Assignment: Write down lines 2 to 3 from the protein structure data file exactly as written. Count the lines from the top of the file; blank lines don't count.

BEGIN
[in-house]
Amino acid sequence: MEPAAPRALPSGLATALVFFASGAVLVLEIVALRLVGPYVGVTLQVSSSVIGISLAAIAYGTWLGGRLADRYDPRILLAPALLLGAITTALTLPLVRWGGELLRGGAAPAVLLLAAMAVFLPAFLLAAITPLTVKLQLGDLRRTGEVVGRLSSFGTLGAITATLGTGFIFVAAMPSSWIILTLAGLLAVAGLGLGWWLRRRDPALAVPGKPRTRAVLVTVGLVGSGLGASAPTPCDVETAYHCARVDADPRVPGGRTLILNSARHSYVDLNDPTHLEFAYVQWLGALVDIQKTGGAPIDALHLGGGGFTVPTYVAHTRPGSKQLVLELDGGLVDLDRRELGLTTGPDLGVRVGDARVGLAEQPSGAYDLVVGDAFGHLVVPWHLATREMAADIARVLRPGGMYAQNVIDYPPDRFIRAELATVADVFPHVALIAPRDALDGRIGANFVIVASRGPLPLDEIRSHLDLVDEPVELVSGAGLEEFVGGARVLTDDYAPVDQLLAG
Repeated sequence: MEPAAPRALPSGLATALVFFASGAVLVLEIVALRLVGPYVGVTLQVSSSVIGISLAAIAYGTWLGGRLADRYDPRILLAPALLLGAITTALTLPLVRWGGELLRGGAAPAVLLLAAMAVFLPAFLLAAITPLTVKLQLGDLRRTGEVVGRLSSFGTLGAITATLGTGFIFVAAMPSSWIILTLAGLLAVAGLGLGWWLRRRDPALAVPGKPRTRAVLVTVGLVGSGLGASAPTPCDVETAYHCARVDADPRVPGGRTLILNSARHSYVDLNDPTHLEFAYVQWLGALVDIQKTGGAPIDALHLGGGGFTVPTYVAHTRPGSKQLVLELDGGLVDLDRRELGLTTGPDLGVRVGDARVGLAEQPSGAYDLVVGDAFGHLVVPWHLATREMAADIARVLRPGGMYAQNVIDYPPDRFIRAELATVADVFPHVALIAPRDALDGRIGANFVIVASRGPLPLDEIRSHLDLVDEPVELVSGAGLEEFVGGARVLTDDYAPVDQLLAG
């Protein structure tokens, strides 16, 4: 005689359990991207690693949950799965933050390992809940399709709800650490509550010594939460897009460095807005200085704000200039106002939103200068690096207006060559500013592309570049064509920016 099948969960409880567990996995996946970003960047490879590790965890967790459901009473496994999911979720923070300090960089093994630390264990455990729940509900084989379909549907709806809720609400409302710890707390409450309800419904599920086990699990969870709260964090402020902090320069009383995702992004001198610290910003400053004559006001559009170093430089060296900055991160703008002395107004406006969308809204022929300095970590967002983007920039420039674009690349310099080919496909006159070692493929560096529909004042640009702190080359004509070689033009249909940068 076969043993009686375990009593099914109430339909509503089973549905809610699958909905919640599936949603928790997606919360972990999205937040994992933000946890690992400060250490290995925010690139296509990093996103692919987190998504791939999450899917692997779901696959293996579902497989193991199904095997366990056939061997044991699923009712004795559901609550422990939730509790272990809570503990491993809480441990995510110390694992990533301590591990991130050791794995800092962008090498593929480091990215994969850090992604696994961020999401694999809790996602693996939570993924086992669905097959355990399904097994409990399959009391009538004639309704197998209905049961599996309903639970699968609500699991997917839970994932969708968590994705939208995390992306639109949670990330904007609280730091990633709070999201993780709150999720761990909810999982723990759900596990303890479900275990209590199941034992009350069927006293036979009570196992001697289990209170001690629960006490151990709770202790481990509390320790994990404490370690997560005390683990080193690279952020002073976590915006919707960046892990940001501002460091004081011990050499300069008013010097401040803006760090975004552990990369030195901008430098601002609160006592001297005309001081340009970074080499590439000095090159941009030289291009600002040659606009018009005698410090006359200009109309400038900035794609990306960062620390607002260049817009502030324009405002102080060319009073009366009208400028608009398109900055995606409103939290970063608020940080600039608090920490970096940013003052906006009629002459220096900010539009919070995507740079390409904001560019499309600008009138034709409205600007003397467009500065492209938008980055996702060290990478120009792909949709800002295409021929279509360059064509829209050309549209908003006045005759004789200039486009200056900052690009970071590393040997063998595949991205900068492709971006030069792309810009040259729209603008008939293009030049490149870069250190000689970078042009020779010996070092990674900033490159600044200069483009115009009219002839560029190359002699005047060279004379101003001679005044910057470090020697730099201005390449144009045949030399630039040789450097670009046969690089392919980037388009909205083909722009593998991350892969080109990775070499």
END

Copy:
Amino acid sequence: MEPAAPRALPSGLATALVFFASGAVLVLEIVALRLVGPYVGVTLQVSSSVIGISLAAIAYGTWLGGRLADRYDPRILLAPALLLGAITTALTLPLVRWGGELLRGGAAPAVLLLAAMAVFLPAFLLAAITPLTVKLQLGDLRRTGEVVGRLSSFGTLGAITATLGTGFIFVAAMPSSWIILTLAGLLAVAGLGLGWWLRRRDPALAVPGKPRTRAVLVTVGLVGSGLGASAPTPCDVETAYHCARVDADPRVPGGRTLILNSARHSYVDLNDPTHLEFAYVQWLGALVDIQKTGGAPIDALHLGGGGFTVPTYVAHTRPGSKQLVLELDGGLVDLDRRELGLTTGPDLGVRVGDARVGLAEQPSGAYDLVVGDAFGHLVVPWHLATREMAADIARVLRPGGMYAQNVIDYPPDRFIRAELATVADVFPHVALIAPRDALDGRIGANFVIVASRGPLPLDEIRSHLDLVDEPVELVSGAGLEEFVGGARVLTDDYAPVDQLLAG
Repeated sequence: MEPAAPRALPSGLATALVFFASGAVLVLEIVALRLVGPYVGVTLQVSSSVIGISLAAIAYGTWLGGRLADRYDPRILLAPALLLGAITTALTLPLVRWGGELLRGGAAPAVLLLAAMAVFLPAFLLAAITPLTVKLQLGDLRRTGEVVGRLSSFGTLGAITATLGTGFIFVAAMPSSWIILTLAGLLAVAGLGLGWWLRRRDPALAVPGKPRTRAVLVTVGLVGSGLGASAPTPCDVETAYHCARVDADPRVPGGRTLILNSARHSYVDLNDPTHLEFAYVQWLGALVDIQKTGGAPIDALHLGGGGFTVPTYVAHTRPGSKQLVLELDGGLVDLDRRELGLTTGPDLGVRVGDARVGLAEQPSGAYDLVVGDAFGHLVVPWHLATREMAADIARVLRPGGMYAQNVIDYPPDRFIRAELATVADVFPHVALIAPRDALDGRIGANFVIVASRGPLPLDEIRSHLDLVDEPVELVSGAGLEEFVGGARVLTDDYAPVDQLLAG